Countdown to Extinction
After the double platinum success of 1992’s Countdown to Extinction, it’s fair to say Megadeth entered into lengthy periods of creative blight during the dying years of the ‘90s and most of the decade that followed. But the release of 2009’s Endgame revealed a revitalized and focused Megadeth intent on showing the world why it was regarded as one of the four thrash metal pillars upon which the genre was built during the late ‘80s. It seemed as if Dave Mustaine had put all of the personal and professional drama behind him, and with original Megadeth bassist Dave Ellefson rejoining the band in 2010, and drummer Shawn Drover and guitarist Chris Broderick providing their expertise, Megadeth became truly relevant again. Musically, Endgame placed weight on the technicality and tenacity that made Peace Sells… But Who’s Buying and Rust in Peace thrash metal masterpieces. Working in conjunction with this came the song-writing sheen that made Countdown to Extinction, for better or worse, a massive commercial hit. It was a sigh of relief for Megadeth fans the world over who had to trudge through the five albums since 1994’s Youthanasia looking for hidden gems amongst the good, bad and mediocre.
Megadeth took its foot off the gas when it came to following up Endgame, as 2011’s Th1rt3en lacked the killer instinct and the band began reverting to bad habits. It sounded rushed, and the song-writing was limp in comparison, with some of the riffs and melodies leaning on old ideas and lacking that characteristic bite of Megadeth’s classic material. And as Mustaine has been slowly disintegrating publically through ill-measured insults and radically opinionated sound-bites in the time since its release, the future of Megadeth once again looks frail. With less than two years having passed, we now have another new Megadeth album upon us. It’s the band’s second album in a row with producer Johnny K (Machine Head, Black Tide), Super Collider. The warning signs flew red the moment a new album was announced. Surely it was too soon to have strong, new material compiled? And when the first single off Super Collider, the title track, was released, this initial concern was confounded. The title track off Super Collider is a ghastly attempt at writing an arena rock song that even Bon Jovi would have thought twice about releasing as a B-side. Mustaine’s vocals—which have always been Megadeth’s weakest link—have been pushed to the front and the technical riff wizardry has been diluted to service his vocals; it’s indicative of the band’s approach to the album as a whole. It is Countdown to Extinction taken to its most nightmarish conclusions, and when Mustaine lets out a “Huh!” half way through “Super Collider”, just before another nauseous spin through the song’s toothless chorus, you know things are not as they should be.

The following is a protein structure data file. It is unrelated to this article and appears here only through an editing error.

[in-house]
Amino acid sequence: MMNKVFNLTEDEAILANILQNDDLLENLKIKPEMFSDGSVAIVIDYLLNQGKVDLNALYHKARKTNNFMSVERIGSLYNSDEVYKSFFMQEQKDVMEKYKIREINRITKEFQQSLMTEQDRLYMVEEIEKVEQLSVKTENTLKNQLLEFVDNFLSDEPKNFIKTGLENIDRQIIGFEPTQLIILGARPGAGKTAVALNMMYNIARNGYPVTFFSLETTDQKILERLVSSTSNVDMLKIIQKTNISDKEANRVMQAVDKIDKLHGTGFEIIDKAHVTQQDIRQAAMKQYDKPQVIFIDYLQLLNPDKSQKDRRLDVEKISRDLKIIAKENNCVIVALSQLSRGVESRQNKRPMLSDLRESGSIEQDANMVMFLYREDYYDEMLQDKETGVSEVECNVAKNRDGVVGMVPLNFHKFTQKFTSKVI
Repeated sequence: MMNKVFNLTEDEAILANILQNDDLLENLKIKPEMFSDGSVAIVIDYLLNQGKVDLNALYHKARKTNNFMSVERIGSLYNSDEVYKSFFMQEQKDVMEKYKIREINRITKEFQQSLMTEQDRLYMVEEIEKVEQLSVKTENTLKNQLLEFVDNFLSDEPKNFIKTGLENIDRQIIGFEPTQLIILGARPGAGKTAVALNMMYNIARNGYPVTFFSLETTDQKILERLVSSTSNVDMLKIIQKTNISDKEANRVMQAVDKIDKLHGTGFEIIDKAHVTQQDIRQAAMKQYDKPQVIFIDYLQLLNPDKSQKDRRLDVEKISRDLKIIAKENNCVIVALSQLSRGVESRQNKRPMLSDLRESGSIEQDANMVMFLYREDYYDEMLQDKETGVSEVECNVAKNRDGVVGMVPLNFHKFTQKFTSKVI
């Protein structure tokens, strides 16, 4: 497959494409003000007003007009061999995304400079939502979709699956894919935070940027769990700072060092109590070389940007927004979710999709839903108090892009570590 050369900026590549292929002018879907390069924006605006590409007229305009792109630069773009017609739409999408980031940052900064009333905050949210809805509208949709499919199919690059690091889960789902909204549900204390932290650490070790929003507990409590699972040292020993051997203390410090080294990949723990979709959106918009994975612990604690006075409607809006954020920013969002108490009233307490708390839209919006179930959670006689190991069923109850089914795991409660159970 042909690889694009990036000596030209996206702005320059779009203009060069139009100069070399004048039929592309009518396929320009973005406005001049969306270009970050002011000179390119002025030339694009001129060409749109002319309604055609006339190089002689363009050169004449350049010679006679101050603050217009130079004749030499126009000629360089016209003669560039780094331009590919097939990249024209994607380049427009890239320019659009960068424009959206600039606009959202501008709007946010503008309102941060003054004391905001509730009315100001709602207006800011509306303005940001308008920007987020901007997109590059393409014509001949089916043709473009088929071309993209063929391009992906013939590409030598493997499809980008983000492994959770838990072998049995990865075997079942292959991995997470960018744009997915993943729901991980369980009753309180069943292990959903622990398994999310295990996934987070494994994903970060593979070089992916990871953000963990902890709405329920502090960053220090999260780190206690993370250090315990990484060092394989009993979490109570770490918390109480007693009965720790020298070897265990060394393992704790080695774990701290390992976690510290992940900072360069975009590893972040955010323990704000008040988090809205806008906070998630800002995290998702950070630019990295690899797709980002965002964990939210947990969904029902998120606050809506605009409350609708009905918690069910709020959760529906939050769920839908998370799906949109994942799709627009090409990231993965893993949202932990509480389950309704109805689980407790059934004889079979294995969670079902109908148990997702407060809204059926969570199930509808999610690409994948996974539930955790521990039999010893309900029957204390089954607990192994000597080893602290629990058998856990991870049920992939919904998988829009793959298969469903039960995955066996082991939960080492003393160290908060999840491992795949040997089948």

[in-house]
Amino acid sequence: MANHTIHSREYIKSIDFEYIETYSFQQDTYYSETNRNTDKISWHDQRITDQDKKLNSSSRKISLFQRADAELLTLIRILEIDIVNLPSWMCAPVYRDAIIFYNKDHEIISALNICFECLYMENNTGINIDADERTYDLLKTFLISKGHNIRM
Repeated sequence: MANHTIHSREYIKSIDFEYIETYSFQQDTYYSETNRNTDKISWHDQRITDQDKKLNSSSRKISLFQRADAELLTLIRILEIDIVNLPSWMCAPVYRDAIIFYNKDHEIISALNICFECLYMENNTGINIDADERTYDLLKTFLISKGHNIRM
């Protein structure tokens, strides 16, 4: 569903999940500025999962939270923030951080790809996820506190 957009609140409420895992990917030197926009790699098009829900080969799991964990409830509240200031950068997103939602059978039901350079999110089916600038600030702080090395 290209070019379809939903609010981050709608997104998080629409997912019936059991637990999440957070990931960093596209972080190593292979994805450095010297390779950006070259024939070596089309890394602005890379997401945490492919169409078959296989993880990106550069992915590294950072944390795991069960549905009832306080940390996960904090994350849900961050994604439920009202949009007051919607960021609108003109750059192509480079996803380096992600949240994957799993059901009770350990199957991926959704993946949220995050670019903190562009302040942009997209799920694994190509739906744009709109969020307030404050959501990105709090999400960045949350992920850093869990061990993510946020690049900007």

“Super Collider” follows the opening salvo “Kingmaker”, a song that is a false representation of what the rest of the album has in store, in that, it is actually a decent thrash metal song, even if it does unashamedly pillage Black Sabbath’s “Children of the Grave” during its verses. But from “Super Collider” to the finale of “Cold Sweat”—a Thin Lizzy cover and the only other song besides “Kingmaker” that has some balls to it (too bad those balls belong to Phil Lynott)—the majority of the other tracks veer from cringe-worthy to make-it-stop-now. “Burn!” houses so many clichéd lines within its chugging sleaze metal, with its chorus, “Burn, baby, burn ‘cause it feels so good… Burn, baby, burn like I knew it would…,” riding high beside “Forget to Remember” in the hideous stakes. “Built for War” is a pathetic attempt at groove metal, and sounds more Five Finger Death Punch than Pantera. And it’s left to the last minute of “Dance in the Rain” to give us a quick glimpse of the Megadeth we all know and love, but the rest of the song is so heavy on melodrama that it sits awkwardly. However, not as awkward as the dark Americana of “The Blackest Crow”, a banjo-led song that has no place on a Megadeth record.
Sure, the riffs of “Don’t Turn Your Back…” do have some temerity, but after the tracks that fall before it, it’s like being starved and presented with a can of spam—you are going to wolf it down. The ironic thing about it all is that this album will probably sell extremely well, as it is aimed at the Neanderthal brain of a Nickelback fan. It sounds so contrived yet at the same time hastily assembled that claims of Mustaine suffering a middle-life crisis wouldn’t be too hard to believe. Some men buy a shiny new car and a leather jacket, Mustaine has given us this abomination; a contender for the worst metal album of 2013, and worst Megadeth album of the band’s near 30-year existence. With the thrash metal’s “Big 4” in various stages of disarray, now was the time for Megadeth to stride to the front and don the crown again. Instead Mustaine sings, “Crazy, I’m going crazy. This world’s gone crazy. I’ve fallen off the edge,” during “Off the Edge”, and with this sorry excuse of an album out there for all to hear, you have to agree with him for once.
// Sound Affects
"The man whose songs were recorded by Johnny Cash, Alan Jackson, Ricky Skaggs, David Allan Coe, The Highwaymen, and countless others succumbs to time’s cruel cue that the only token of permanence we have to offer are the effects of shared moments and memories.READ the article